The story of Tenzing Bodosa of Assam, India, is proof that farms can be productive, profitable and friendly to elephants.
As reported in The Better India, his farm has been certified as the world's first elephant-friendly tea farm. The write:
"The most interesting part of his farm is the buffer zone, which is the area at the end of his farm from where the jungle begins at the Bhutan border. He has left that part of the farm as is. He does not cut down the trees or start a fire there, instead he has planted bamboo trees on which the wild elephants feed. He has also not put any barriers in and around his plantation, so that the wild animals from the jungle can freely move in his farm.
"At times, you can see at least 70-80 wild elephants in his farm."
Tenzing grows organically, and grows multiple crops on the land. He calls it "intercropping."
"According to Tenzing, tea companies mislead farmers to grow only tea on their farms. Indian climate is suitable for growing anything from apples to strawberries and from tea to rice, but the farmers don’t intercrop. This is because when you use chemicals, it is difficult to grow consumable fruits in the same farm and the soil slowly becomes infertile, as microorganisms also die due to pesticides. But if farmers grow organically, then all the seasonal fruits, vegetables and even paddy can be grown in the same tea farm. This makes the farmers self sufficient. Moreover, growing one’s own food will ensure that there is enough food for everyone and farmers can get a chance to export their produce for bigger benefits. He also urges the urban population to learn the basics of farming and grow as much they can on their rooftops or balconies. This will increase the food security of the nation and thus, the government will help the farmers to export too. Also, it’s only if one grows organically will the entire ecosystem get back into place."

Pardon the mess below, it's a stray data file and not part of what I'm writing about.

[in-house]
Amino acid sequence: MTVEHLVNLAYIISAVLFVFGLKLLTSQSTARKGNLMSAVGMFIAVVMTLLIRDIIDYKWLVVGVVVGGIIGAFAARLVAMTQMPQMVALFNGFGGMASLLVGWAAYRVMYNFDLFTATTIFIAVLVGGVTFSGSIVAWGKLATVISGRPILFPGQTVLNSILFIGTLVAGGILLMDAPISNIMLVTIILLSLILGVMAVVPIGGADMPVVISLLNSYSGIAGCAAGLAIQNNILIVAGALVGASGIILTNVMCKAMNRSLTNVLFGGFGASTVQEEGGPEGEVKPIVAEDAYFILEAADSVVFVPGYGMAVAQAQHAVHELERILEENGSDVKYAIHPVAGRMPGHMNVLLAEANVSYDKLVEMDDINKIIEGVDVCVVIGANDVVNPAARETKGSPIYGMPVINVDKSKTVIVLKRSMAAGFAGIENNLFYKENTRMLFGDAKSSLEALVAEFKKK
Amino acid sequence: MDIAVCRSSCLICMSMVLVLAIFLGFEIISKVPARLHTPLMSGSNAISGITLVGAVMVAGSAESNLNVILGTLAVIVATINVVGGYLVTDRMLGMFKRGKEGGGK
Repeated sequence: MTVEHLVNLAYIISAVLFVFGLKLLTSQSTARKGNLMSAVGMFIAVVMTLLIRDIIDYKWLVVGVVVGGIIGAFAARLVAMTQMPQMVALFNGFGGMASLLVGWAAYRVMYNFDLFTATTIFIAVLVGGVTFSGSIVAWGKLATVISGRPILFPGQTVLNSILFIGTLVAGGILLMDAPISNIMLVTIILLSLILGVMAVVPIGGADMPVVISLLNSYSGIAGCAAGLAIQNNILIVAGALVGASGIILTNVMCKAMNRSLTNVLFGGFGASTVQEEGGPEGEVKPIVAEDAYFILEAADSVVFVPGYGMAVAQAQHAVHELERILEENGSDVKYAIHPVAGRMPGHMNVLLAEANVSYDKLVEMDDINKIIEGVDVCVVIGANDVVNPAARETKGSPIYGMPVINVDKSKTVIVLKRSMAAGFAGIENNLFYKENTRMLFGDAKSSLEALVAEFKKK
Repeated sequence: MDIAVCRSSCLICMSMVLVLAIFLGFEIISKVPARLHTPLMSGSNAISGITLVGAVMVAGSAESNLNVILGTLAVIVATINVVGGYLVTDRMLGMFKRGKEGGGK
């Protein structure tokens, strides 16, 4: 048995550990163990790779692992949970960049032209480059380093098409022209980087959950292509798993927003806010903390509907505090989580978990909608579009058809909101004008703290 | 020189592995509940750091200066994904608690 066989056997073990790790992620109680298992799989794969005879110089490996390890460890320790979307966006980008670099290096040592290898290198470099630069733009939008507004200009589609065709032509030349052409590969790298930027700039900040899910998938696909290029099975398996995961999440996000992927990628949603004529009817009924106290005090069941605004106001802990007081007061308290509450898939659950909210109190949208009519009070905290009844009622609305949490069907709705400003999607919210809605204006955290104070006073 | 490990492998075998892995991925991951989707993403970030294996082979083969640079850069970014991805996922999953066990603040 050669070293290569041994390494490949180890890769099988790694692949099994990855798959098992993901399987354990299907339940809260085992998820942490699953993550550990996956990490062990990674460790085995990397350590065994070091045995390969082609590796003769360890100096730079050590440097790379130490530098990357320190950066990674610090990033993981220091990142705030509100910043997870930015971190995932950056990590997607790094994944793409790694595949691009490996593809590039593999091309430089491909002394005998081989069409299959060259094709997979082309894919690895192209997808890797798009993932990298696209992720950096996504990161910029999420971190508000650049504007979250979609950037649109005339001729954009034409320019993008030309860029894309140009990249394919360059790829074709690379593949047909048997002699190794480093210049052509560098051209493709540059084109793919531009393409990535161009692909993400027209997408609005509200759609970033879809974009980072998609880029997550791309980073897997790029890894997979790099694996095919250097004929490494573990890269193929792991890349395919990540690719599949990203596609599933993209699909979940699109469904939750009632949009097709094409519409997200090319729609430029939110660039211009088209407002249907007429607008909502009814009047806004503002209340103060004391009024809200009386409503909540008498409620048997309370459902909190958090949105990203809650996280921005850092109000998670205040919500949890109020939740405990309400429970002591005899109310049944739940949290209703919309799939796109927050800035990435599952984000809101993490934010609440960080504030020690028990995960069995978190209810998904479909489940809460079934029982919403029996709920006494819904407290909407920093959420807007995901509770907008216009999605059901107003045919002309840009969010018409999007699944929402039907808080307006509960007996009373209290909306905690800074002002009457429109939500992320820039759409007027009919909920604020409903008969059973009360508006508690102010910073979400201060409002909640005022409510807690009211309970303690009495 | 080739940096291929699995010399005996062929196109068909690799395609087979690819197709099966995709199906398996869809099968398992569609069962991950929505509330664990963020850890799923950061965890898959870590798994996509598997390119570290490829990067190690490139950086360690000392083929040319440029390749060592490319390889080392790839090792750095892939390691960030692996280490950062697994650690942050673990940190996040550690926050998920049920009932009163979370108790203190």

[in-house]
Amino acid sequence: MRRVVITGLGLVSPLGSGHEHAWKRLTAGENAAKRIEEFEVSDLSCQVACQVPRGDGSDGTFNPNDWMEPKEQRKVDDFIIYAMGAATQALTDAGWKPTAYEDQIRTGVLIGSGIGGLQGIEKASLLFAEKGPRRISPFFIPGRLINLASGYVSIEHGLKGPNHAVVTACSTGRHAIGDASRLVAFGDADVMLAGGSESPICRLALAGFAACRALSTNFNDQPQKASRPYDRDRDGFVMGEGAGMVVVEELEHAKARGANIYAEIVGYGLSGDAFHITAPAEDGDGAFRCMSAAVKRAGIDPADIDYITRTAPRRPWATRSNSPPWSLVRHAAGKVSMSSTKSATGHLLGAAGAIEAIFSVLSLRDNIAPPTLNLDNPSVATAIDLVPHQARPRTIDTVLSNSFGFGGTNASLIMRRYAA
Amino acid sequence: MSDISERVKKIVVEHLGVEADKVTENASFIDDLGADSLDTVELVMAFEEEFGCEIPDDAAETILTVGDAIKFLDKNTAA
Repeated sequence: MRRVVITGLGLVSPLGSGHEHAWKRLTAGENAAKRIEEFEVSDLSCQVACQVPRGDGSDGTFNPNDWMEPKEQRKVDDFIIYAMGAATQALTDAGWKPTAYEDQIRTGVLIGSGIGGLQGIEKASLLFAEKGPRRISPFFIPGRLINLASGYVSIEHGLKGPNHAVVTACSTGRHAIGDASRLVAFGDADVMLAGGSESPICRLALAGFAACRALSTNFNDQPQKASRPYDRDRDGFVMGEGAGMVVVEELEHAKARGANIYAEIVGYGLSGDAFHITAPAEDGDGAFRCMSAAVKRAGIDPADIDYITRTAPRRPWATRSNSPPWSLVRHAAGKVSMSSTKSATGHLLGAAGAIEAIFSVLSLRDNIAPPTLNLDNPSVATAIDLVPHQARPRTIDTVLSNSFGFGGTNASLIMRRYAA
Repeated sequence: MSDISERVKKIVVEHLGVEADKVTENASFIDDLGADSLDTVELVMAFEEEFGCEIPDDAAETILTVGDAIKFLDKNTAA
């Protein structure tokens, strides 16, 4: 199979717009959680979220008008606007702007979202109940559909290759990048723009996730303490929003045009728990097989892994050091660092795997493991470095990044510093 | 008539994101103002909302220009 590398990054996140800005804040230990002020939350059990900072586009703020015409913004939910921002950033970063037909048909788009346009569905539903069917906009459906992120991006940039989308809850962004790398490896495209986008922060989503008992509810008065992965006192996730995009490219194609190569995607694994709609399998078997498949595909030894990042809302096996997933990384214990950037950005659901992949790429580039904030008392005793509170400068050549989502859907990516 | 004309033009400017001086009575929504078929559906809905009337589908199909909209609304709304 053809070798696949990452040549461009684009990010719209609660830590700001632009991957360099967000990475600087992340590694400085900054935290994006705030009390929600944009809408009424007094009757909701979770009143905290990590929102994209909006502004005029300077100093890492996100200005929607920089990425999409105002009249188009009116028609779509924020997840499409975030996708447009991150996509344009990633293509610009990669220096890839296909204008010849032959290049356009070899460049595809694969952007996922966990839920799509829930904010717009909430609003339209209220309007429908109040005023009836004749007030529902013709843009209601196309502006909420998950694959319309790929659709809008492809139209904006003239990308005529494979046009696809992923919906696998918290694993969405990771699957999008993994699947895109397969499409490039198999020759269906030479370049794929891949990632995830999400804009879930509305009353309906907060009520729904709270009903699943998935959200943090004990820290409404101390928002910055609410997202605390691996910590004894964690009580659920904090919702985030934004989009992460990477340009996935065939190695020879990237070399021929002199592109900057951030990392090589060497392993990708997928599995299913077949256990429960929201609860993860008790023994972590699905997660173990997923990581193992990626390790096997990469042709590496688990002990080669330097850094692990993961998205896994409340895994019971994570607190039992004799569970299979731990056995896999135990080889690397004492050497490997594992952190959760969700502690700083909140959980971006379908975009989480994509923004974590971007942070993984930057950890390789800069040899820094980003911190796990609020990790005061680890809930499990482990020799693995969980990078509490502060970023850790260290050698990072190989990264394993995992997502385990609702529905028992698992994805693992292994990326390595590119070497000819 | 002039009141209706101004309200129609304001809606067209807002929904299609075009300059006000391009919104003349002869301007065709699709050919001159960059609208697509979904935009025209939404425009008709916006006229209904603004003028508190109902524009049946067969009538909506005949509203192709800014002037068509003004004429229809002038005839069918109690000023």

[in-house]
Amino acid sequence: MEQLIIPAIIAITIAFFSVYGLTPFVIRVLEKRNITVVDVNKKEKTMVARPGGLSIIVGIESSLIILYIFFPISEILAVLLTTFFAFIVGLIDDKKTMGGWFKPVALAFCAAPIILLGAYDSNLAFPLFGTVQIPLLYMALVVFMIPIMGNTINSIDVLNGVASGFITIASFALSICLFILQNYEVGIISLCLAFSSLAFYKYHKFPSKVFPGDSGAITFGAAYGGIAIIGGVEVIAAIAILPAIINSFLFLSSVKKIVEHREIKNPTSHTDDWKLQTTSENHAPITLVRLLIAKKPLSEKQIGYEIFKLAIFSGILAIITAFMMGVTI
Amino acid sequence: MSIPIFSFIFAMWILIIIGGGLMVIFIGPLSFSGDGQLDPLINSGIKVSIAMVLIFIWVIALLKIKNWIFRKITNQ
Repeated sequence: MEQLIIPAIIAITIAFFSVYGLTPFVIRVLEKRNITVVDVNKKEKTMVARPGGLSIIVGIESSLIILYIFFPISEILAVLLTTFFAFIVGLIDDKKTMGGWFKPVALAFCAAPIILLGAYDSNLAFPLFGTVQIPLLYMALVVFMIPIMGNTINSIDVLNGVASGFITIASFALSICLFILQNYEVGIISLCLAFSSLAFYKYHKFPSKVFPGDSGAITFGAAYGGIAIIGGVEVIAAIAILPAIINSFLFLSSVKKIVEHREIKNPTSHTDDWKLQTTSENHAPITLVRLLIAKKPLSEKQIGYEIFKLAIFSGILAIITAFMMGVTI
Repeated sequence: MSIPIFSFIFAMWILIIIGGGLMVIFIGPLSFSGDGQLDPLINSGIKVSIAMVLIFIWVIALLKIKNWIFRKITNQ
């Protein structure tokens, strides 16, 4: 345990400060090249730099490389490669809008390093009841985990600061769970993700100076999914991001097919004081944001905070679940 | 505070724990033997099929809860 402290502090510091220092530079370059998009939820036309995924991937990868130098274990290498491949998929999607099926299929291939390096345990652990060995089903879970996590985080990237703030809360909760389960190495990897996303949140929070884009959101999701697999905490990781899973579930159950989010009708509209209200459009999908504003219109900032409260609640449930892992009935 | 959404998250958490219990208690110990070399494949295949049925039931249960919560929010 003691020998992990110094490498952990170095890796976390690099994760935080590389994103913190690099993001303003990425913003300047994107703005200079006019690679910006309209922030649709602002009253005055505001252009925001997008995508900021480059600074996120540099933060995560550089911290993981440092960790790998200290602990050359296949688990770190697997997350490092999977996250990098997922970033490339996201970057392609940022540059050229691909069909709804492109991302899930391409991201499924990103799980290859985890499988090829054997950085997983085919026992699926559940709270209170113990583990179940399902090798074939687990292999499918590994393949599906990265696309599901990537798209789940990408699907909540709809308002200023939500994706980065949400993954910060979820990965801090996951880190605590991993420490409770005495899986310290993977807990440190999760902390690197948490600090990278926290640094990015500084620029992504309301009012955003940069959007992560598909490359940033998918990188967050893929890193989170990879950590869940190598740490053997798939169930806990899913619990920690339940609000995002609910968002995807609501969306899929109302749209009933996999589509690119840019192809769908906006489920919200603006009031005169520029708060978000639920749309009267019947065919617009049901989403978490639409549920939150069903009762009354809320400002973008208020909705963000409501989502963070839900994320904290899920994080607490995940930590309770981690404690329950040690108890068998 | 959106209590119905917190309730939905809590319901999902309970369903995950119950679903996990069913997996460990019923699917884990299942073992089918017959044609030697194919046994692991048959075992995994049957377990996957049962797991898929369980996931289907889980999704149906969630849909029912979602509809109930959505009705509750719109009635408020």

Coffee farmers in south India also intercrop. But in Coorg, where we shot our film "Elephants in the Coffee," the farmers seem obsessed with driving elephants out of their farms. Perhaps they could talk to Tenzing to see if a new approach might work for both farmer and elephant.
Dr. Thomas Grant
Professor of Journalism at Abraham Baldwin Agricultural College